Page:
Friday, October 16, 2009

Richard Alba's "Blurring the Color Line"

Richard D. Alba is Distinguished Professor of Sociology, the Graduate Center, City University of New York.

He applied the “Page 99 Test” to his new book, Blurring the Color Line: The New Chance for a More Integrated America, and reported the following:
Page 99 of Blurring the Color Line: The New Chance for a More Integrated America is part of a discussion of the growing diversity at the top of the American labor market. That is, there is an “increasing representation, especially blacks and Hispanics, among younger workers” in the best-paying occupations. This change is the fruit of changing demography: the young adults entering the labor market come more and more from minority groups, and this shift is reflected at all levels of jobs. This diversity, however, does not appear to reflect a decline in discrimination, according to the analysis.

Could such a decline occur in the near future? My answer is: yes. The next quarter of a century will feature an unusual opportunity to narrow the cleavages that separate Americans into distinct and unequal ethno-racial groups. This little-comprehended opportunity will arise from a massive and predictable demographic process: the retirement of the baby boom. The turnover in the labor market will produce what might be called “non-zero-sum” mobility: a situation where minorities can advance socioeconomically without threatening very much the opportunities that whites take for granted for themselves and their children.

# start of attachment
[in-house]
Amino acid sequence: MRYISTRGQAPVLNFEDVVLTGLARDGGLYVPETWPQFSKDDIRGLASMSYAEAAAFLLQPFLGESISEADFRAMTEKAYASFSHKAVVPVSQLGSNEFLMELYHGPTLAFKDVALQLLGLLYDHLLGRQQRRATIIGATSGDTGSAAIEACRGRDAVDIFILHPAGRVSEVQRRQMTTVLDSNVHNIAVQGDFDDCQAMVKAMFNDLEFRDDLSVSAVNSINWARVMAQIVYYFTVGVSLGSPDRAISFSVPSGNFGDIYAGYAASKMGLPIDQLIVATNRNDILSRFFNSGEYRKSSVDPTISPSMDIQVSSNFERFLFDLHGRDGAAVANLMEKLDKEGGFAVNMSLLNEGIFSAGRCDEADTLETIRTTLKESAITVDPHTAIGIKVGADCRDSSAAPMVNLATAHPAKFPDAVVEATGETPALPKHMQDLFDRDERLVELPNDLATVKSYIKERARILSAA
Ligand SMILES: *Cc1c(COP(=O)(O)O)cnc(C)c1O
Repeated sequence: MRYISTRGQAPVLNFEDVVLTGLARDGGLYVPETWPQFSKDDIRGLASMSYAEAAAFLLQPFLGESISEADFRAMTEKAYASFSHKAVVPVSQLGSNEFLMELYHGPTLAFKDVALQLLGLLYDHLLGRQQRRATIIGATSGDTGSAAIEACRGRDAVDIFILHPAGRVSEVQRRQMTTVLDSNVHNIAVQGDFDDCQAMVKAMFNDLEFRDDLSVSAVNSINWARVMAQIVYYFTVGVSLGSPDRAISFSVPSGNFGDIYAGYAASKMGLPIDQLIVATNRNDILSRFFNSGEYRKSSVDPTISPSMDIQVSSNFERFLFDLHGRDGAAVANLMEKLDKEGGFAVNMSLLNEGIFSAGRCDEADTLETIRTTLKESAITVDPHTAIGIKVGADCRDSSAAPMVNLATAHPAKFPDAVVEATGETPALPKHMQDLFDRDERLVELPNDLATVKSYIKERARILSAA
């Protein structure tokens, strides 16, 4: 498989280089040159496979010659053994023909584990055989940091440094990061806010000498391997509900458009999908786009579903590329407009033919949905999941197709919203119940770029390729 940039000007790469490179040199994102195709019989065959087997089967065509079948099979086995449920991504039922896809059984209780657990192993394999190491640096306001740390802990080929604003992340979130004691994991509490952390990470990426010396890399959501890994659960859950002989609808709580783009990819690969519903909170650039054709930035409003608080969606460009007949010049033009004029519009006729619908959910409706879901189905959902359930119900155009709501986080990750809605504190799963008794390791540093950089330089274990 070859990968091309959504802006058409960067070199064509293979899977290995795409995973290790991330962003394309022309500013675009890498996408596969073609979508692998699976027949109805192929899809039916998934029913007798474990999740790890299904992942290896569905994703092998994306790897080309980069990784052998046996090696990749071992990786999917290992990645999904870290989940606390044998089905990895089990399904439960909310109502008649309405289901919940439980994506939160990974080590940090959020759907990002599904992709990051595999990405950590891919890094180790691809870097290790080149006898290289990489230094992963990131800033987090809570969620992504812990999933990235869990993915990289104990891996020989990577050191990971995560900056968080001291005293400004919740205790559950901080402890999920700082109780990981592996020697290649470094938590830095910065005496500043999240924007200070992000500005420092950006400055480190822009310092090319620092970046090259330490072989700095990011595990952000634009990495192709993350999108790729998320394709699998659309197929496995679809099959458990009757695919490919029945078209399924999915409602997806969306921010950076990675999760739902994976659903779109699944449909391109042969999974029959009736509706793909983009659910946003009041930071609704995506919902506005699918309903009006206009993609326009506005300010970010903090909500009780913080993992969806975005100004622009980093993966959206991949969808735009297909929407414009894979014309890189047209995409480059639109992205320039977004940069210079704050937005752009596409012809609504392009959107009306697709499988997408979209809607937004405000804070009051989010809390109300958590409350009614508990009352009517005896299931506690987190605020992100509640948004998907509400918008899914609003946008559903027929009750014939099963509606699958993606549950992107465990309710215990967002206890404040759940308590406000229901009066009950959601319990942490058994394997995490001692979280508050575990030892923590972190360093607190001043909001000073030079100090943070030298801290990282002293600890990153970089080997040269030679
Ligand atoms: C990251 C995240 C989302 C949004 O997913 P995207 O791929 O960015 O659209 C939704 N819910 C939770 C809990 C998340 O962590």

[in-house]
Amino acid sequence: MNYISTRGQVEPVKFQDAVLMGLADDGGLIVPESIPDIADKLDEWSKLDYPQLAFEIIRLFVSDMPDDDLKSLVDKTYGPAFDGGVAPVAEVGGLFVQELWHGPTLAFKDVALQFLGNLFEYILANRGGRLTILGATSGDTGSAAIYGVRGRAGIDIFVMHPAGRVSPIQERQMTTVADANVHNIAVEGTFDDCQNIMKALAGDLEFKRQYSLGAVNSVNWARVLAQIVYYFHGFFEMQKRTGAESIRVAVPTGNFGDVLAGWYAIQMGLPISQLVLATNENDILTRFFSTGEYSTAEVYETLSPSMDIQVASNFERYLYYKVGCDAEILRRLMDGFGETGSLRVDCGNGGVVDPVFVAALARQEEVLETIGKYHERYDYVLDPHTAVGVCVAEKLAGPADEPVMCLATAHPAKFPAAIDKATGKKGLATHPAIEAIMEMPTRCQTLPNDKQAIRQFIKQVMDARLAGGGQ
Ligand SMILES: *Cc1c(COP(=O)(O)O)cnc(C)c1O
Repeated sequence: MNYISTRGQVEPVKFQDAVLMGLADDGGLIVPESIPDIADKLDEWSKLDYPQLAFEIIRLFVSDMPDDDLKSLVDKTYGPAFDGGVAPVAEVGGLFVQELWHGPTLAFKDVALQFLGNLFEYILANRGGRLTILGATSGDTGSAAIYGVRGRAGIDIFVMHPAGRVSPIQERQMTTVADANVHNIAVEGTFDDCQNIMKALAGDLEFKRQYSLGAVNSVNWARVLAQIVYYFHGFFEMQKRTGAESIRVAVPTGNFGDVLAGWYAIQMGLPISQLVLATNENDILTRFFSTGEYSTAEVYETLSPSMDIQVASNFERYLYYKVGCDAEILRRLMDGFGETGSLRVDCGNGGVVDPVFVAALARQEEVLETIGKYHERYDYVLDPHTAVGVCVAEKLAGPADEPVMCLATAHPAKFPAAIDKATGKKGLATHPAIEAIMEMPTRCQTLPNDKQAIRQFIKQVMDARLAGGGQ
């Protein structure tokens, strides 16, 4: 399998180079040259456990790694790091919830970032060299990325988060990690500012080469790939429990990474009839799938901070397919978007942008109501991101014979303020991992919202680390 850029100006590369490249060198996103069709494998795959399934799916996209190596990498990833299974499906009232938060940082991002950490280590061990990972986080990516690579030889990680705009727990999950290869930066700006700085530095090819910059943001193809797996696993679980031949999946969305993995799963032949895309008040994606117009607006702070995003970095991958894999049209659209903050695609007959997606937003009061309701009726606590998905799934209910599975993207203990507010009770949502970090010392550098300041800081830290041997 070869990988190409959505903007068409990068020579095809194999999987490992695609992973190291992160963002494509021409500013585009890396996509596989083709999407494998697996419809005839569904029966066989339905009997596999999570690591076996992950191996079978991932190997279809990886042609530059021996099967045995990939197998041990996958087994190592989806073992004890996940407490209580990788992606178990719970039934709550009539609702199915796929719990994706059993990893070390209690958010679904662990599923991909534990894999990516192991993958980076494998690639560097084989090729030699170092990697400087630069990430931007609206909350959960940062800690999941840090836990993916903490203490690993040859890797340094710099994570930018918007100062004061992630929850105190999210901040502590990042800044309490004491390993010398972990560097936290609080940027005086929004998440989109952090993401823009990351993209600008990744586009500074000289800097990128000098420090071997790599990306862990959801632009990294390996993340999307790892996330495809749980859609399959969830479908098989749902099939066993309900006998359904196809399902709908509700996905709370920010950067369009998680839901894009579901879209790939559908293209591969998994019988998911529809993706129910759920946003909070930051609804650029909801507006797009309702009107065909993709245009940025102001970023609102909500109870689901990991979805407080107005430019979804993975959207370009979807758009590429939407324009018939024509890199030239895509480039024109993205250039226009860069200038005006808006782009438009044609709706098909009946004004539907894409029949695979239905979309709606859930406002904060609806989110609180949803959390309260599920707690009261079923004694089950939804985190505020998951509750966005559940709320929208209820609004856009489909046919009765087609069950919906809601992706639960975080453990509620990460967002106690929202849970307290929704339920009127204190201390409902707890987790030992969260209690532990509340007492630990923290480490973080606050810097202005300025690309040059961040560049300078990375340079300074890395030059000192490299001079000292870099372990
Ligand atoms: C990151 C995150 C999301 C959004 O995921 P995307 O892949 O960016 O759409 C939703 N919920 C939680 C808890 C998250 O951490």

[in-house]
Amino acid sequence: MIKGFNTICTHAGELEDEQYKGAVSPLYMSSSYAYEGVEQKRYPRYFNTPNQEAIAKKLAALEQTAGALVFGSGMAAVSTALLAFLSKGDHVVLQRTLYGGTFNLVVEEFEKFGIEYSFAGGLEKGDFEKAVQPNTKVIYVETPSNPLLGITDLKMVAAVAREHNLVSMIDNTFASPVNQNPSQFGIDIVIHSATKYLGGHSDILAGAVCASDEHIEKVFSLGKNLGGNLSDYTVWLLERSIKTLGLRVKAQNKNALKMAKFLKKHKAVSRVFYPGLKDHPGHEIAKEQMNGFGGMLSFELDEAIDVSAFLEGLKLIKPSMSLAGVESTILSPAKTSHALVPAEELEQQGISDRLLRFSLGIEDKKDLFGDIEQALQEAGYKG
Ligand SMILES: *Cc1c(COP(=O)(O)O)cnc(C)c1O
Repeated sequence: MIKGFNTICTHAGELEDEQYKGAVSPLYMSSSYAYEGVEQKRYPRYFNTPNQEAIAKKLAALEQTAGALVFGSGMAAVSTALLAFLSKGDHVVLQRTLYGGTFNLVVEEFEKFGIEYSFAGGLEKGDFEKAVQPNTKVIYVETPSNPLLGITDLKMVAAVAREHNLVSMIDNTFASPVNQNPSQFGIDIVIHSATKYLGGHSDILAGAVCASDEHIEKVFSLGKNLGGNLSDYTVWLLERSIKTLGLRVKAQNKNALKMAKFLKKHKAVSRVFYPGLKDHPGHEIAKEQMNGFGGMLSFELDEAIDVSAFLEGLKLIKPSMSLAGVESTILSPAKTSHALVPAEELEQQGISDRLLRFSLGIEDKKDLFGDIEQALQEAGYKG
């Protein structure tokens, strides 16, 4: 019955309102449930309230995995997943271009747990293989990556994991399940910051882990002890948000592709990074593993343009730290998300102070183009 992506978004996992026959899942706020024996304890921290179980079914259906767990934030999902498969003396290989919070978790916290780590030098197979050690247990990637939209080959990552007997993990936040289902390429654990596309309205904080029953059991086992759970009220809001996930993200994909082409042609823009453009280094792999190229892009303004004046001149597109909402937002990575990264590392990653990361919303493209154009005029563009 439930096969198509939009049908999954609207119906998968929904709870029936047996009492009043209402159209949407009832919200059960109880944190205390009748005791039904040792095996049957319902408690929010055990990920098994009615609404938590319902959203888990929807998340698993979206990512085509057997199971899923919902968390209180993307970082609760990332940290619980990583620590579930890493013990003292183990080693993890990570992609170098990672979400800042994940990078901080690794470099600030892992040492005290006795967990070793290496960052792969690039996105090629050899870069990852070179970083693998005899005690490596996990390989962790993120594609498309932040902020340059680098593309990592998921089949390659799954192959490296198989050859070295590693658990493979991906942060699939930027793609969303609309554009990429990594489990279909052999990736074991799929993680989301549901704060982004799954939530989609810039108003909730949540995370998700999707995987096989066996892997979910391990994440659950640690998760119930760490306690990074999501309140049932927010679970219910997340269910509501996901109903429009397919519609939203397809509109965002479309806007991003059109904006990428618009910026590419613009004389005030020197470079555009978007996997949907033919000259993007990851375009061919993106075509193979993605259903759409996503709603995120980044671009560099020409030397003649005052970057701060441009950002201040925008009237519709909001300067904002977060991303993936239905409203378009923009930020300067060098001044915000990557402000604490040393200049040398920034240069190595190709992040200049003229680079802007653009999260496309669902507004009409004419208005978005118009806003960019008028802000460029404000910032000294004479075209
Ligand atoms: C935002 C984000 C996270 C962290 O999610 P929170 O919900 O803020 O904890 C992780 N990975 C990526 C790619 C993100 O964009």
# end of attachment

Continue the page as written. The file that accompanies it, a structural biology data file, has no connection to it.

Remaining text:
Non-zero-sum mobility is a critical element in my new theory of ethno-racial change. I find the foundations for the theory by looking back to another period of profound social change: the mass assimilation of the so-called white ethnics, Irish Catholics and southern and eastern European Catholics, Orthodox Christians and Jews, in the decades following World War II. These changes also took place during a period of massive non-zero-sum-mobility, originating then in an extraordinary period of prosperity.

However, for minorities to be able to benefit from the opportunity ahead, the nation will have to address the barriers that stand in their way, chief among them unequal educational attainments. It is worthwhile nevertheless to attempt to envision how ethno-racial distinctions might appear if U.S. society becomes much more diverse in its middle and upper strata, and the book ends with such a sketch.
Read an excerpt from Blurring the Color Line, and learn more about the book at the Harvard University Press website.

--Marshal Zeringue